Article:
The Campo Kumeyaay Nation is a federally recognized tribe in California. They were formerly known as the Campo Band of Diegueno Mission Indians of the Campo Indian Reservation. The Kumeyaay Nation once ecompassed the lands from northern San Diego county to the dunes of the Imperial Valley and south beyond Ensenada, Mexico.
Official Tribal Name: Campo Kumeyaay Nation
Address: 36190 Church Road, Campo, CA 91906
Phone: (619) 478-9046
Fax: (619) 478-5818
Email: [email protected]
Official Website: http://www.campo-nsn.gov
Recognition Status: Federally Recognized
Traditional Name / Traditional Meaning:
Inaja Band – Inaja means “the people.”
Kumeyaay – meaning not known.
Common Name / Meaning of Common Name:
Campo Kumeyaay Nation is what this tribe calls itself today.
Alternate names / Alternate spellings / Misspellings:
Formerly known as the Campo Band of Diegueno Mission Indians of the Campo Indian Reservation
Campo Band of Kumeyaay Indians
Name in other languages:
Diegueno is the Spanish name for the Ipai–Kumeyaay–Tipai, now often referred to collectively as Kumeyaay.
Mexican Spelling – Kumiai.
State(s) Today: California
The Kumeyaay Nation once ecompassed the lands from northern San Diego county to the dunes of the Imperial Valley and south beyond Ensenada, Mexico.
Confederacy: Kumeyaay – One of 13 bands that make up this tribe.
Reservations: Campo Indian Reservation
The Campo Indian Reservation is located in southeastern San Diego County atop the Laguna Mountains. The reservation was established on 710 acres on February 10, 1893, following an Executive Order on January 12, 1891. Eighty acres were added on February 2, 1907, and 13,610 acres were added on December 14, 1911. Later additions brought the reservation to its current size. All land on Campo is tribal-owned land; there are presently no allotments or assignments.
Land Area: 15,010 acres (60.7 km2)
Tribal Headquarters: Campo, CA
Time Zone: Pacific
Population at Contact:
Registered Population Today:
Tribal Enrollment Requirements:
The tribe is organized under a non-IRA Constitution that established a legislative branch, an executive branch, and a judicial branch.
Charter: The tribal constitution was ratified on July 13, 1975, which established a governing council consisting of all band members aged 18 or over.
Name of Governing Body: Tribal Council
Number of Council members: 7, including the executive officers.
Dates of Constitutional amendments:
Number of Executive Officers: Includes a chairperson, vice-chairperson, secretary, and treasurer.
Officers serve four-year terms. The executive committee serves as the overall economic development plan committee as well. The judicial branch represents the tribe in matters involving the BIA, the federal and state courts, and the tribal environmental court.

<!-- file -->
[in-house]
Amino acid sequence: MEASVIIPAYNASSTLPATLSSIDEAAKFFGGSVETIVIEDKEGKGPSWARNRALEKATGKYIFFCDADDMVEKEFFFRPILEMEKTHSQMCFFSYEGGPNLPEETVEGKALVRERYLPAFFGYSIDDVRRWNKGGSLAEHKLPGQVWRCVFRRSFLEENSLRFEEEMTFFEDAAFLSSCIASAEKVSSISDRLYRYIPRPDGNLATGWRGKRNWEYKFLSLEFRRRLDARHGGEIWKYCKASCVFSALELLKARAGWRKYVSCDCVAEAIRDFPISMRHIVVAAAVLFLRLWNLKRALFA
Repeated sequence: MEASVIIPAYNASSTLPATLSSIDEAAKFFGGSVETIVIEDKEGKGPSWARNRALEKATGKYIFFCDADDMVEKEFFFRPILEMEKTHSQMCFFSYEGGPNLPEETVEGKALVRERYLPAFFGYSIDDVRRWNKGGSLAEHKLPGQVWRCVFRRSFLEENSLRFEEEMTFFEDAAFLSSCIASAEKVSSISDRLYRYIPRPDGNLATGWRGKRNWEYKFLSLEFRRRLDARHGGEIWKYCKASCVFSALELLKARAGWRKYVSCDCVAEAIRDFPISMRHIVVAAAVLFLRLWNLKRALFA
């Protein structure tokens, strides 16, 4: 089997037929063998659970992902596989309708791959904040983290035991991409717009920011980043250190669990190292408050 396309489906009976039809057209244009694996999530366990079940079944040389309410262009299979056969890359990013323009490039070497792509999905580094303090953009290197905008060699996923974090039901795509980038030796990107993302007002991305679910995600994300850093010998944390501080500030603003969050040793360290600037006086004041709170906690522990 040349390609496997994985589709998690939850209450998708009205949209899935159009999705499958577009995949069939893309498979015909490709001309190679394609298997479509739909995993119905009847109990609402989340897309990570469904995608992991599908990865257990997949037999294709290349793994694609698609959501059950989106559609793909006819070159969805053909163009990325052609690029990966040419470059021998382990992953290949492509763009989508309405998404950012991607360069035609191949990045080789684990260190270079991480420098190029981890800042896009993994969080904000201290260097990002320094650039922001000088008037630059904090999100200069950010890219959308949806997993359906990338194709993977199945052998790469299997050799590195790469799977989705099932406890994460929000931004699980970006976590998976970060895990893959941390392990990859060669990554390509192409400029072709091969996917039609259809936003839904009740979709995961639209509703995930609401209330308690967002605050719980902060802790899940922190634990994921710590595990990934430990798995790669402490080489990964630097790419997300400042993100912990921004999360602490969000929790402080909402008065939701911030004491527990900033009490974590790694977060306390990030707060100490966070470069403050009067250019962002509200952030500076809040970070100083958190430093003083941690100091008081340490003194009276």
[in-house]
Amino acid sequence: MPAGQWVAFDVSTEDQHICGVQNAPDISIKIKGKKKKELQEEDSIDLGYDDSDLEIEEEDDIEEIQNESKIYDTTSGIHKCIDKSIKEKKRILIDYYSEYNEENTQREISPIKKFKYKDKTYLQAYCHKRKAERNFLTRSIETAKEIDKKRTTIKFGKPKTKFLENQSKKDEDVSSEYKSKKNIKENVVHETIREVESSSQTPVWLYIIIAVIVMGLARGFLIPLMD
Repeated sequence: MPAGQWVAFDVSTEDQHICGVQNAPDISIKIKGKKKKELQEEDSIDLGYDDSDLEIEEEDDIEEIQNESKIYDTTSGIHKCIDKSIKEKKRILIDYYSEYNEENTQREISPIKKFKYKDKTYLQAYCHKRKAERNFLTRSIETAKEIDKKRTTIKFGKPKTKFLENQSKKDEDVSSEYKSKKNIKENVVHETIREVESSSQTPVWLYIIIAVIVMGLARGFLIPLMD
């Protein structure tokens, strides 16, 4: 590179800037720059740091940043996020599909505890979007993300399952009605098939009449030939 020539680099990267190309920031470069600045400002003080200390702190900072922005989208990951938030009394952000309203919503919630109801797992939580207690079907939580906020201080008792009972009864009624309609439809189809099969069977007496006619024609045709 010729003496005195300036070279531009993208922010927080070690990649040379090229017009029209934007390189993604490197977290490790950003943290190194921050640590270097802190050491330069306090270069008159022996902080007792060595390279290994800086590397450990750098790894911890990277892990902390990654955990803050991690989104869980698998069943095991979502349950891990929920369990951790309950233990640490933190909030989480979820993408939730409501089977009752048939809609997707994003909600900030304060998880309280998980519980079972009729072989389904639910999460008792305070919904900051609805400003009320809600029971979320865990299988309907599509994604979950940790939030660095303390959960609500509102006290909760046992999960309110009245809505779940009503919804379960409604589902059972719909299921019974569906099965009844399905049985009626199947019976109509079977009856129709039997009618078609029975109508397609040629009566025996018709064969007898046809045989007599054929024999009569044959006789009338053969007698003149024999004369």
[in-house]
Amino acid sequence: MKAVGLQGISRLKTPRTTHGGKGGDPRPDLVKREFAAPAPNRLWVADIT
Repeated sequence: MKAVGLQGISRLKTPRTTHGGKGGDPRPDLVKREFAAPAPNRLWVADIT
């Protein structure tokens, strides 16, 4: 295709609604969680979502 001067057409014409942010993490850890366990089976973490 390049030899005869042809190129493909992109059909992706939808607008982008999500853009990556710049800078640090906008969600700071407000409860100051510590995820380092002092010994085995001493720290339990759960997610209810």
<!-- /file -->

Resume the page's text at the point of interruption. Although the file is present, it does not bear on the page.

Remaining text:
Language Classification: Hokan -> Yuman–Cochimí -> Delta–California -> Kumeyaay (AKA Southern Diegueño, Campo, Kamia)
Language Dialects: Campo, Ipai
Number of fluent Speakers:
Hinton (1994:28) suggested a conservative estimate of 50 surviving Kumeyaay speakers. A more liberal estimate (including speakers of Ipai and Tipai), supported by the results of the Census 2000, is 110 people in the US, including 15 persons under the age of eighteen. This is a severely endangered language.
The coastal country where the Kumeyaay lived and the Salton Sea margins contain archaeological evidence suggesting that they are some of the oldest known Indian-inhabited areas in the United States; middens, or refuse heaps, have been found that date back some 20,000 years.
Bands, Gens, and Clans:
The Kumeyaay were organized along clan lines called Sh’mulq. The clans maintained complex familial, spiritual and militaristic alliances with each other. When threatened by an outside adversary the clans would come togther under a Kwachut G’tag to meet the threat. See Kumeyaay Bands
Related Tribes: See Kumeyaay Bands link above.
Ceremonies / Dances:
Modern Day Events & Tourism:
Legends / Oral Stories:
Art & Crafts:
Muht Hei, Inc. is the tribe’s corporation, which oversees Golden Acorn Casino, Campo Materials, and Kumeyaay Wind, a wind farm with 25 turbines.The tribe owns and operates the Golden Acorn Casino, the Golden Grill Restaurant, the Del Oro Deli, and a travel center, all located in Campo.
Religion & Spiritual Beliefs:
The Kumeyaays first encountered Spanish explorers in 1542. Over the next 200 years, the Spanish continued to arrive along the Pacific coast and venture inland. Contact between the Spanish and the Kumeyaays was violent, but the Kumeyaays managed to escape capture or confinement numerous times.
In the News: